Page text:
Effect Of Phospholipid

Figure 7.25 Membrane retention in 2%DOPC/dodecane-soaked filters versus dodecane-soaked filters.

Figure 7.25 Membrane retention in 2%DOPC/dodecane-soaked filters versus dodecane-soaked filters.

(0.08-0.12 mL). The choice rests on the presumed structure of the membrane lipids (and where the drug preferentially partitions), which is not absolutely certain at present (see Section 7.3.6). It may be best to treat r as an empirical parameter, determined by regression against some lipophilicity model.

Figure 7.25 is a plot of %R (2%DOPC in dodecane) versus %R (100% dode-cane). It shows that even 2% DOPC in dodecane can influence membrane retention to a considerable extent, compared to retentions observed in the absence of DOPC. Many molecules show retentions exceeding 70% in DOPC, under conditions where the retentions in dodecane are below 10%. However, it cannot be assumed that retention is always very low in dodecane, since several points in Fig. 7.25 are below the diagonal line, with values as high as 90% (chlorpromazine).

7.7.3 Two-Component Anionic Lipid Models with Sink Condition in the Acceptor Compartment

The use of simple single-component neutral lipids has played a valuable role in development of the PAMPA technique. Since it was an early objective of such work to predict GIT absorption, it became necessary to test the effect of phospho-lipid mixtures, where variable amounts of negative lipid could be introduced. Table 7.1 indicates that brush-border membrane (BBM) lipid mixture contains one negative phospholipid for every 3.5 zwitterionic lipids, and the blood-brain barrier (BBB) lipid has even a higher negative lipid content. The simplest model to simulate the BBM mixture could consist of two components: DOPC plus a negatively charged phospholipid: for example, phosphatidylserine, phosphatidylinositol, phosphatidylglycerol, phosphatidic acid, or cardiolipin (see Fig. 7.4). Even a fatty acid, such as dodecylcarboxylic acid (DA), could play the role of introducing negative charge to the mixture. Our design criterion was to begin with 2% DOPC and add the additional negatively charged lipid in the proportion consistent with BBM (0.6% added lipid) or BBB (1.1% added lipid) negative-zwitterionic proportions (Table 7.1).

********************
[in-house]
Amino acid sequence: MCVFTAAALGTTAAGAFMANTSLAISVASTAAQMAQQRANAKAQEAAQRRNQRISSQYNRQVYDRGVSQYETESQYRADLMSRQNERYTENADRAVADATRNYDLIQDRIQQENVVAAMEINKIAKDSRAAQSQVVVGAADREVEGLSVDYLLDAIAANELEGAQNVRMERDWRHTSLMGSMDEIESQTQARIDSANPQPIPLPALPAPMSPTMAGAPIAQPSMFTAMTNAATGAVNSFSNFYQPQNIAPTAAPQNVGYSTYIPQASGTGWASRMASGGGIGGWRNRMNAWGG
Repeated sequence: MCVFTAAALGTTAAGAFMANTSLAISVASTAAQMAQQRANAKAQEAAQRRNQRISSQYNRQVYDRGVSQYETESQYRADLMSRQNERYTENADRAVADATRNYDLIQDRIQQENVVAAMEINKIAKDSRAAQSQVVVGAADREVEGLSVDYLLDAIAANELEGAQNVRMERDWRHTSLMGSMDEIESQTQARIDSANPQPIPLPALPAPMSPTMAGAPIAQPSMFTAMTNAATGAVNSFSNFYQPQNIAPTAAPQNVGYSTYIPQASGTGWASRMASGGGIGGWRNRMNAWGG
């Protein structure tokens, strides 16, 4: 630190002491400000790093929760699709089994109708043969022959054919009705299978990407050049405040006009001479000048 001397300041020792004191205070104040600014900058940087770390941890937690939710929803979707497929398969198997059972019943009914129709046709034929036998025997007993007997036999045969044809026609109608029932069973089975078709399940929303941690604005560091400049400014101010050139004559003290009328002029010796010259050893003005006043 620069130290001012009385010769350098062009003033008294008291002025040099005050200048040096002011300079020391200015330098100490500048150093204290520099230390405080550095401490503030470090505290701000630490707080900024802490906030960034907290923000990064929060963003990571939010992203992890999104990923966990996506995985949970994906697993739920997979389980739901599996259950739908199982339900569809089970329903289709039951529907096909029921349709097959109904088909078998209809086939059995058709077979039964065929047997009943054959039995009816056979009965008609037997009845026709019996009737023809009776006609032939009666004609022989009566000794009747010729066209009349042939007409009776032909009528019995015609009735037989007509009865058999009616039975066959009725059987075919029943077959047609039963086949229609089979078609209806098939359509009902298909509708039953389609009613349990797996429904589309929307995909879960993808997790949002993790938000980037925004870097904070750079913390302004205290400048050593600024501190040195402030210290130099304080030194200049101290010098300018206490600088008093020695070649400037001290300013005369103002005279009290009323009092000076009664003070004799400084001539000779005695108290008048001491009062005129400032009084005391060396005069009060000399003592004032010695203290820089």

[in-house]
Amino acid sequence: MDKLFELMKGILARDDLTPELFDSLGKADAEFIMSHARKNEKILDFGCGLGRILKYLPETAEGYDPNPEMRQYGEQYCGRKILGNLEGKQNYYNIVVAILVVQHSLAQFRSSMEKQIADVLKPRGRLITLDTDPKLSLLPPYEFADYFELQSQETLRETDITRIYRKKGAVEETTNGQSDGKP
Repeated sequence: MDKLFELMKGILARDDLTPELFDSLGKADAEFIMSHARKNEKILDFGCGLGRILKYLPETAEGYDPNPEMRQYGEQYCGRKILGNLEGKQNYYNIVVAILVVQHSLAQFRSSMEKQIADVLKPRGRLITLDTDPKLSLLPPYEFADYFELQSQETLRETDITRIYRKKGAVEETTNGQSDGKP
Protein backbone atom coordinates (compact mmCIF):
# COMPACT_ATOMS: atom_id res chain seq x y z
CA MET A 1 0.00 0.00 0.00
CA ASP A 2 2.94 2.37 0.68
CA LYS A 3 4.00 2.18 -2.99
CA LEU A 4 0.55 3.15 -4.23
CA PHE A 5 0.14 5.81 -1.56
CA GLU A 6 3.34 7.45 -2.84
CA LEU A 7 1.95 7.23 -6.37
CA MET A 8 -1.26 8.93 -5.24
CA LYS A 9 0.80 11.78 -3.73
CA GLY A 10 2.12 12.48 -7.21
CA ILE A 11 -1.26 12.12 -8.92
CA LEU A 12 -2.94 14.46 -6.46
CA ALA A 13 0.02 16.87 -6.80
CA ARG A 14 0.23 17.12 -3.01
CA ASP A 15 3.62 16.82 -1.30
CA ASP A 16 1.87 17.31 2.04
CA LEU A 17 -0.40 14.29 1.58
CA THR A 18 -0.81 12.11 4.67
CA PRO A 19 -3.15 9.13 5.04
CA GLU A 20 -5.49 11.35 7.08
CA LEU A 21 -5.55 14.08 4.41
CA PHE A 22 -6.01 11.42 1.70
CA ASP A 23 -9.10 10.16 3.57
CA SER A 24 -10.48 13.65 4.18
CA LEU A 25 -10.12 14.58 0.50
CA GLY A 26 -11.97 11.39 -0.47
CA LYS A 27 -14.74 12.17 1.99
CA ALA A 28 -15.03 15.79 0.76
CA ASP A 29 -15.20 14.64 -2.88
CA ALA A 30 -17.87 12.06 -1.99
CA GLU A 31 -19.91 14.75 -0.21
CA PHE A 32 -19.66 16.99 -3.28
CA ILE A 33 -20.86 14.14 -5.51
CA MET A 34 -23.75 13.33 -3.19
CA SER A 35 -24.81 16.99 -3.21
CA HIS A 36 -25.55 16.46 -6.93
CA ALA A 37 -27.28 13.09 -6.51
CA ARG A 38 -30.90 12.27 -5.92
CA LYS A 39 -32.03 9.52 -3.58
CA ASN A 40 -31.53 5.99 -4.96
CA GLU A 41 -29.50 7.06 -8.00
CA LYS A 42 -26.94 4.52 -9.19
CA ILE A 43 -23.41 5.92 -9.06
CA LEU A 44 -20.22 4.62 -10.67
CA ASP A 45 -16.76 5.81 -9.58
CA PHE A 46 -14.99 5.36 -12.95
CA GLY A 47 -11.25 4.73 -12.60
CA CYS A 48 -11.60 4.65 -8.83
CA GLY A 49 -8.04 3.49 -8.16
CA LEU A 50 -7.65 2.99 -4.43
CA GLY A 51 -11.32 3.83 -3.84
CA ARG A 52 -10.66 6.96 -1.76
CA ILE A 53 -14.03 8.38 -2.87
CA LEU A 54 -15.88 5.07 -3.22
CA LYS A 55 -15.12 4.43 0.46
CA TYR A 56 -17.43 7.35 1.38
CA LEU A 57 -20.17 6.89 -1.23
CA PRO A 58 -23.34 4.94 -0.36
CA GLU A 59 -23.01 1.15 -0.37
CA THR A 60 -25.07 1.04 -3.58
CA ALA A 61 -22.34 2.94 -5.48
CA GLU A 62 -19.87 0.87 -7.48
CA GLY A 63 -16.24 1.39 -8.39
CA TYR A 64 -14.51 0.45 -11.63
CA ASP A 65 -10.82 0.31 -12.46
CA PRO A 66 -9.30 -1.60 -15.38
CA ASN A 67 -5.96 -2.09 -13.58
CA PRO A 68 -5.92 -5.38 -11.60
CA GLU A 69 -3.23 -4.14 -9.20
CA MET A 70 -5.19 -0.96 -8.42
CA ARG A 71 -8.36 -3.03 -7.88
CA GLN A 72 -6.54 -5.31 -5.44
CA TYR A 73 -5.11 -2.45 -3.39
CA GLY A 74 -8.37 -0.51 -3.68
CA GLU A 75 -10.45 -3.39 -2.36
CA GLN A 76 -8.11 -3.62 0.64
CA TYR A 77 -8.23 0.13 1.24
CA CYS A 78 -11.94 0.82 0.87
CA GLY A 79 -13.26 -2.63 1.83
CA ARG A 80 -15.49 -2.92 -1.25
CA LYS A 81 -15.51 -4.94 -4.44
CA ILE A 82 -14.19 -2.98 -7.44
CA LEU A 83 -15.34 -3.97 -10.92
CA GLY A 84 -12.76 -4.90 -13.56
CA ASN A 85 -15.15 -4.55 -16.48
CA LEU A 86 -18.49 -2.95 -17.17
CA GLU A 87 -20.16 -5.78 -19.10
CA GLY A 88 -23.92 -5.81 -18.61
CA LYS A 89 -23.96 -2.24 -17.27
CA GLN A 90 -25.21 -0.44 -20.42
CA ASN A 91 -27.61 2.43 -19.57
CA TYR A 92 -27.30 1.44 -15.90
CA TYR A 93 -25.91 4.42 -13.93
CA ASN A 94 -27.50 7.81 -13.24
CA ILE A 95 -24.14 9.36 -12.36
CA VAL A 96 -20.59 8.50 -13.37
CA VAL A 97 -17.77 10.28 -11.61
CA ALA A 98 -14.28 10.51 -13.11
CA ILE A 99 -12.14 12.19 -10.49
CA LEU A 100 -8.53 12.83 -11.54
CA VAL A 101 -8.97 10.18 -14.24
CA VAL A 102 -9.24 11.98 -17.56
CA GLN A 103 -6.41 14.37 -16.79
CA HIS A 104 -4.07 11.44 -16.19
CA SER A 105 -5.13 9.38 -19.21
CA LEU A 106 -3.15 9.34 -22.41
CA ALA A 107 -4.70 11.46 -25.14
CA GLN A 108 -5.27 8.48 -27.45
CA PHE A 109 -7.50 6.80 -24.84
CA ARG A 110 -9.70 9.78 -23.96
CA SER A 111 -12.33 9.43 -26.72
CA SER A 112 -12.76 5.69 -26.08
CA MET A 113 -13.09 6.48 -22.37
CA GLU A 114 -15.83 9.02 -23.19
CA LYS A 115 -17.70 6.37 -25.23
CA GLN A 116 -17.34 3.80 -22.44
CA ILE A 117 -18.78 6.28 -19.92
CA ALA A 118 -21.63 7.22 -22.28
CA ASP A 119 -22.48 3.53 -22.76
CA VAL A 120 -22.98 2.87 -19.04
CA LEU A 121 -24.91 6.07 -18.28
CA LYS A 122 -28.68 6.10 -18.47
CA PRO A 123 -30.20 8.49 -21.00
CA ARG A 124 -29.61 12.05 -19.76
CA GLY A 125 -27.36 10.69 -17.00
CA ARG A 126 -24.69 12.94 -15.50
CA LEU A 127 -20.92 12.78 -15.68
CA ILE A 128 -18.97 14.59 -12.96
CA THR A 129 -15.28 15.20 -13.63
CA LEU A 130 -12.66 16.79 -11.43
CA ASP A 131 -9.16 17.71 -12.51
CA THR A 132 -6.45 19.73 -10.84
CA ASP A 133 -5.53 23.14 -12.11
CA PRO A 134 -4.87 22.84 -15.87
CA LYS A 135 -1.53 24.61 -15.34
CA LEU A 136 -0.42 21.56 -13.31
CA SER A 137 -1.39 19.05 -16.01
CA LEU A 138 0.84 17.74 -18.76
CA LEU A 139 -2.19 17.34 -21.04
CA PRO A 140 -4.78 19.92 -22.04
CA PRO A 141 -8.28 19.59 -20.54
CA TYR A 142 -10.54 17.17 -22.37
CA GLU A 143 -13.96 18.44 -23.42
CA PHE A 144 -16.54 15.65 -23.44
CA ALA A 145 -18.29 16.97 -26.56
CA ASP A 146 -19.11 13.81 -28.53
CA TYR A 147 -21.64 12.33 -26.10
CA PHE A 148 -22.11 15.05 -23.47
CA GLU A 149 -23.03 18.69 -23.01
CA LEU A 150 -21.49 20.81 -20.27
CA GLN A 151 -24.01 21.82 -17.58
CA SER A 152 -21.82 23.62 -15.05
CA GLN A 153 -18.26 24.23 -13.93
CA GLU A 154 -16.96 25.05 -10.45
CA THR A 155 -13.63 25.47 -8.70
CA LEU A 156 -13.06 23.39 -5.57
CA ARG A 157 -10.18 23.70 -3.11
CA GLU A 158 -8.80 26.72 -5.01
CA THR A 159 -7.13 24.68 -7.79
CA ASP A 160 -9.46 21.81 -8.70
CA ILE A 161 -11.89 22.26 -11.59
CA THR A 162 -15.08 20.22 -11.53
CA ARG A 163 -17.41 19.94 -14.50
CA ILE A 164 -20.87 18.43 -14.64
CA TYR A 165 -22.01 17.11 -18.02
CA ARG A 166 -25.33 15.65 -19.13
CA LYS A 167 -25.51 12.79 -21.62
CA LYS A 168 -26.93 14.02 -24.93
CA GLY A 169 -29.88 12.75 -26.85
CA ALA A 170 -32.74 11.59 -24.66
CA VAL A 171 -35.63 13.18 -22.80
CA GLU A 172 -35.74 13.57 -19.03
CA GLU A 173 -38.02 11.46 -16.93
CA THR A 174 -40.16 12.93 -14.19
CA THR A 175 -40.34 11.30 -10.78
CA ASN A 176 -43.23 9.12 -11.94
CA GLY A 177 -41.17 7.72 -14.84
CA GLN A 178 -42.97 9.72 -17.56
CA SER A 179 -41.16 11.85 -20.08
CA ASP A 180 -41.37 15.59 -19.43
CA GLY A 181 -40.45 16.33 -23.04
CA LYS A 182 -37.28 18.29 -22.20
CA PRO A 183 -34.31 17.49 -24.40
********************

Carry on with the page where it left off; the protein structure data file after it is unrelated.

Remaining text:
Since there would be increased overall lipid concentration in the dodecane solution, we decided to create a sink condition in the acceptor wells, to lower the membrane retention. We discovered that the pH 7.4 buffer saturated with sodium laurel sulfate serves as an excellent artificial sink-forming medium. Since the new PAMPA membranes would possess substantial negative charge, the negatively charged micellar system was not expected to act as an aggressive detergent to the two-component artificial membrane infused in the microfilter.

Six two-component models were tested under sink conditions (models 5.1-10.1 in Table 7.3), employing three negatively charged lipids (dodecylcarboxylic acid, phosphatidic acid, and phosphatidylglycerol). These models were also tested in the absence of the sink condition (models 5.0-10.0 in Table 7.3).

Tables 7.6-7.8 list the Pe, SD, and %R of the 32 probe molecules in the thirteen new PAMPA lipid models, one of which is 2% DOPC assayed under sink conditions (model 1.1). The latter model served as a benchmark for assessing the effects of negative membrane charge.

TABLE 7.6 Two-Component Anionic Lipid PAMPA Models (with Sink), pH 7.4a
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